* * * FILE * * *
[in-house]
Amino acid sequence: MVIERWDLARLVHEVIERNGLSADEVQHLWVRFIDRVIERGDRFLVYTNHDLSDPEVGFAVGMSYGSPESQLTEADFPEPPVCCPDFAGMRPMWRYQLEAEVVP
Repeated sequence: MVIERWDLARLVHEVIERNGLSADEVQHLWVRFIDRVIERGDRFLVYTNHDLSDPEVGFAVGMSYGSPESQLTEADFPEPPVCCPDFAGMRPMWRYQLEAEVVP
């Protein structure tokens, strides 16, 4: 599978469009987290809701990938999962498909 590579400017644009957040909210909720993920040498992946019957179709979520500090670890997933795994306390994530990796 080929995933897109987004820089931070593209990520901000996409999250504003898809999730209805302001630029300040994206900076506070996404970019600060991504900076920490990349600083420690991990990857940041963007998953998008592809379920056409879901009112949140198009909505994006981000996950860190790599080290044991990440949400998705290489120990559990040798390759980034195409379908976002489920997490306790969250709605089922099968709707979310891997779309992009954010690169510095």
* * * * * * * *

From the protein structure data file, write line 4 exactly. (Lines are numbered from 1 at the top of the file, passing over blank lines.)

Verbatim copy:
């Protein structure tokens, strides 16, 4: 599978469009987290809701990938999962498909 590579400017644009957040909210909720993920040498992946019957179709979520500090670890997933795994306390994530990796 080929995933897109987004820089931070593209990520901000996409999250504003898809999730209805302001630029300040994206900076506070996404970019600060991504900076920490990349600083420690991990990857940041963007998953998008592809379920056409879901009112949140198009909505994006981000996950860190790599080290044991990440949400998705290489120990559990040798390759980034195409379908976002489920997490306790969250709605089922099968709707979310891997779309992009954010690169510095």